Celebration, The Modern Tribe

Dan Bennis

Celebration, The Modern Tribe [4AD]

Celebration might first strike a chord with indie fans by virtue of their power of association. Dave Sitek (TV on The Radio) produced their new album. Contributions from TV On The Radio, Antibalas Afrobeat Orchestra, and The Yeah Yeah Yeahs don’t hurt either. Ultimately, though, Celebration make great music, and they wrangle their own toehold in the indie landscape. Katrina Ford absolutely shines on this recording, especially on songs like “Evergreen” and “Heartbreak”, where the underlying pop sensibilities in her voice gush over syncopated drumming and full-body organ washes. This culminates in an atmosphere that is both distant and familiar, like Ann Wilson of Heart fronting a merry My Bloody Valentine.

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While Ford’s noted in interviews that the album’s title refers to the music community she associates with, The Modern Tribe turns out to be an apt title for the record’s sound, considering the tribal thread that runs throughout its percussion parts, and the inventive production techniques. To that end, the sonic turns of phrase are sharp and calculated, but fortunately, they don’t feel robotic. In fact, the album as a whole has the opposite effect. Sitek’s plentiful sheets of reverb and the over all sense of warm, full tones, have the effect of airing out the mix, invoking a subtle euphoria, not stifling it. One of the most rewarding additions to the band’s sonic milieu turns out to be the integration of horns. “In This Land” layers textures, and inevitably with Antibalas, a Afro-Cuban funk sensibility that teeters between a trendy mashup and a refreshingly uninhibited party band. Even though much of the album relies on the same organ/percussion attack, the material is varied enough, especially with lively numbers like “Fly the Fly” and “Wildcat”. These songs provide evidence of Brazilian percussive influences, as well Jimmy Smith-inspired organ chops, a combo that once again suggest surprisingly funk-inflected origins.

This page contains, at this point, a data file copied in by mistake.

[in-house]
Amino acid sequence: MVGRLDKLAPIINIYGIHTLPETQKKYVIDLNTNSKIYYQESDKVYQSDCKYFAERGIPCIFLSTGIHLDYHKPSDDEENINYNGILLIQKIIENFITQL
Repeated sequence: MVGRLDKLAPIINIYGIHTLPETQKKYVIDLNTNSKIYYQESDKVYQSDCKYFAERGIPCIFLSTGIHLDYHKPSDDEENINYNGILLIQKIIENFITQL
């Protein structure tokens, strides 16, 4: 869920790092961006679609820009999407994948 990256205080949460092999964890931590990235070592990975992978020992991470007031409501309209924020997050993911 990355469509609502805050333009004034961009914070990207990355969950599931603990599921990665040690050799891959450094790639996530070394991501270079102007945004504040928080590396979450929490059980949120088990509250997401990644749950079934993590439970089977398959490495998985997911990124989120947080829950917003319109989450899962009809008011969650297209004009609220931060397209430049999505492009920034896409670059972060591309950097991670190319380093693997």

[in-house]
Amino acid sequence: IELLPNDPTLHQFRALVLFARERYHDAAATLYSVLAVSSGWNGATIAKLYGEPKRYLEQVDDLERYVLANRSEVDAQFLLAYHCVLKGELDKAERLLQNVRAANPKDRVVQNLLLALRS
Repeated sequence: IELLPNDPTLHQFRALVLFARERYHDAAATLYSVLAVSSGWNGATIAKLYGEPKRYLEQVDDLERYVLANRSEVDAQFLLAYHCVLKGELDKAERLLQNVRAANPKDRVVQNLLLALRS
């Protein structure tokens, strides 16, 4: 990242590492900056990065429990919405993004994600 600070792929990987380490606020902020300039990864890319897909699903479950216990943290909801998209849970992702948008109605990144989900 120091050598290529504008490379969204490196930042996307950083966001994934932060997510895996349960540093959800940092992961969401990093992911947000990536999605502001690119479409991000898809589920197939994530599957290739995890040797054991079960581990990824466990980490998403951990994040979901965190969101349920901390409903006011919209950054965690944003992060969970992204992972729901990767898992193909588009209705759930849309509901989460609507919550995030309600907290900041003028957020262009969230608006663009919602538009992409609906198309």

While it may be easy to compare elements of this album to TV On The Radio’s Return To Cookie Mountain, it seems more appropriate to consider this album on its own (considering even TV on The Radio fell prey to comparisons at one point). Outside of similar production techniques and cameos, Celebration is its own family unit, lets say, in this larger tribal system. If you enjoyed Celebration’s self-titled album, chances are you will enjoy the strange beauty inherent in their sound. You don’t get this every day.

 
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